Managing Tipping Point Dynamics in Complex Construction Projects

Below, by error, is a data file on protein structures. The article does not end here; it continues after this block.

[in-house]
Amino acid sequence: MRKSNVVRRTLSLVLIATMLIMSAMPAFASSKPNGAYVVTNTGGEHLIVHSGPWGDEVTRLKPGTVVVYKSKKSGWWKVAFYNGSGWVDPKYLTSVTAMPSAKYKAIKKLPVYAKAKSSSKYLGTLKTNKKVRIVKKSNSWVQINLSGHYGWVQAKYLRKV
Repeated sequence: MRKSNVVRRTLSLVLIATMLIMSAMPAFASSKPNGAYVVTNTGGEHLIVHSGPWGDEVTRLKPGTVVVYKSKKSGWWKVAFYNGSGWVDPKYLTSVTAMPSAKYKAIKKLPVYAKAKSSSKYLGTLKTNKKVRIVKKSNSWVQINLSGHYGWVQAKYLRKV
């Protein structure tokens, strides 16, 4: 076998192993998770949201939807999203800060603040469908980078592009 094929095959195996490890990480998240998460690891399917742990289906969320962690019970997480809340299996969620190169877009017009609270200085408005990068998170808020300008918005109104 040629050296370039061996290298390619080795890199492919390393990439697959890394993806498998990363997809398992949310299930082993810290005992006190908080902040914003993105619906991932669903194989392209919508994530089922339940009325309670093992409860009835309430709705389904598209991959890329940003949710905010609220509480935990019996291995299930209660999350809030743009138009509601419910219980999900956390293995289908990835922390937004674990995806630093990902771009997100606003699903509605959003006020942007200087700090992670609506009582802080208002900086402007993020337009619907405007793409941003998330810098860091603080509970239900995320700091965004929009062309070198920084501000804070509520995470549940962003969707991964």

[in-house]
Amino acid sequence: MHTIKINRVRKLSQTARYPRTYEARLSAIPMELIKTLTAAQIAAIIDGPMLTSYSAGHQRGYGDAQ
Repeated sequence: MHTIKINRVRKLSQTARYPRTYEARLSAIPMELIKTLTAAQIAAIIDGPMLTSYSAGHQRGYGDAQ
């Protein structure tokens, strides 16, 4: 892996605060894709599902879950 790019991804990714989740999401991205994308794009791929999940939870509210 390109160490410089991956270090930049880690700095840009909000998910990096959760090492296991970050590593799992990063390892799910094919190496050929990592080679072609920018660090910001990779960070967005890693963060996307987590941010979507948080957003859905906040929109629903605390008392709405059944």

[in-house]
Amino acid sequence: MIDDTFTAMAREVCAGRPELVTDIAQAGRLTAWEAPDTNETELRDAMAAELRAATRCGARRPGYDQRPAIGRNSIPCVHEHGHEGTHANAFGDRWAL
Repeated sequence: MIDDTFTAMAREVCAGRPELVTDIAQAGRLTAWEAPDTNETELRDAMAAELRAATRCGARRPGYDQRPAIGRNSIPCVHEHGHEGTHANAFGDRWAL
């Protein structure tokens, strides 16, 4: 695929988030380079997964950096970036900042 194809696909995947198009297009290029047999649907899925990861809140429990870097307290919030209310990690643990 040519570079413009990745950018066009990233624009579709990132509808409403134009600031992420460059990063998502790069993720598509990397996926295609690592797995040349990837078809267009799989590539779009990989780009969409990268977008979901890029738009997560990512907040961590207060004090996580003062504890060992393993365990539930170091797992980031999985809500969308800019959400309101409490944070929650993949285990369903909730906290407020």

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1 Managing Tipping Point Dynamics in Complex Construction Projects Timothy R. B. Taylor, P.E., M.ASCE 1 ; and David N. Ford, P.E., M.ASCE 2 Abstract: Complex construction projects are vulnerable to tipping points. Tipping points are conditions that, when crossed, cause system behaviors to radically change performance. Previous research identified tipping point dynamics as capable of explaining the failure of some nuclear power plant construction projects. These dynamics can also threaten the success of other large, complex construction projects. The current work uses a dynamic project model to test policies for managing tipping point dynamics. The Limerick Unit 2 nuclear power plant project is used to test model usefulness. Sensitivity analysis reveals the rework fraction, strength of subsystem interdependence, and sensitivity of the project to schedule pressure as potential high-leverage points for policy design. The model is used to test policies for managing tipping points that were used to complete the Limerick Unit 2 nuclear power plant after a tipping point threatened project completion. Implications for construction project design and management and research opportunities are discussed. DOI: / ASCE :6 421 CE Database subject headings: Project management; Dynamic models; Simulation models; Change management; Errors; Nuclear powerplants. Introduction Although development projects are pursued to add value to their developers or users, many projects fail to do so as originally planned Flyvbjerg et al. 2003; Matta and Ashkenas 2003; Evans 2005; Nassar et al Examples of failed large, complex projects include the U.S. Navy s development of the Littoral Combat Ship that is currently $100 million over the original budget estimates Karp 2007, the Channel Tunnel connecting Great Britain and France that when completed was approximately $10 billion over its original budget and two years late Kharbanda and Pinto 1996, the Boston Central Artery project that is approximately $10 billion over its original budget and seven years late USS 2000; USHOR 2005, and the U.S. Department of Energy s National Ignition Facility that exceeded the original budget by approximately $1 billion and was six years late D. Ford and V. Parasnis, unpublished internal report, November The failure of large complex projects can lead to severe economic consequences for project stakeholders. Large, complex projects are very susceptible to failure. Project management research has identified many factors that can lead to project failure including overestimation of benefits Evans 2005, 1 Ph.D. Candidate, Construction Engineering and Management Program, Zachry Dept. of Civil Engineering, Texas A&M Univ., College Station, TX Associate Professor, Construction Engineering and Management Program, Zachry Dept. of Civil Engineering, Texas A&M Univ., College Station, TX corresponding author. tamu.edu Note. Discussion open until November 1, Separate discussions must be submitted for individual papers. To extend the closing date by one month, a written request must be filed with the ASCE Managing Editor. The manuscript for this paper was submitted for review and possible publication on October 23, 2006; approved on October 18, This paper is part of the Journal of Construction Engineering and Management, Vol. 134, No. 6, June 1, ASCE, ISSN /2008/ /$ errors Busby and Hughes 2004, lack of knowledge transfer between projects Cooper et al. 2002, rework Cooper 1993; Gidado 1996; Love et al. 1999, 2000b, 2002, concealing rework Ford and Sterman 2003a, schedule pressure Nepal et al. 2006, and project complexity Gidado 1996; Lyneis et al. 2001; Lee et al In large, complex projects, the impact of these and other factors can be magnified due to feedback dynamics within the project. In addition, these projects are composed of multiple interrelated systems where changes in one system can also require unforeseen changes in connected systems. Causal feedback between these systems cause projects to evolve over time in ways that greatly increase project complexity and make them difficult to manage Lyneis et al Consider some American commercial nuclear power plant projects as a specific example of a type of large, complex construction project that failed. Many nuclear power projects failed to meet their original cost and schedule targets. The average construction duration for American commercial nuclear power plants tripled from 1959 to 1988 NRC 1982 and unit costs grew at an exponential rate Fig. 1. Based on analysis of data from the Nuclear Regulatory Commission NRC 1982 and the Energy Information Administration EIA 1988, the mean project duration during this time was 239% of the planned duration and the mean cost was 338% of the original estimate. Although the construction of nuclear power plants in the United States ceased in the late 1980s, current public policy and industrial planning include nuclear power projects. The United States increasing energy demand has raised the need for additional generating capacity and initiated a possible resurgence in the construction of nuclear power plants. In both his 2005 and 2006 State of the Union Addresses, President George W. Bush promoted nuclear power as part of the nation s energy future. In a 2006 speech at the Limerick nuclear power plant, the President stated, For the sake of economic security and national security, the United States of America must aggressively move forward with the construction of nuclear power plants. Pulizzi The energy industry is also planning to build new nuclear power JOURNAL OF CONSTRUCTION ENGINEERING AND MANAGEMENT ASCE / JUNE 2008 / 421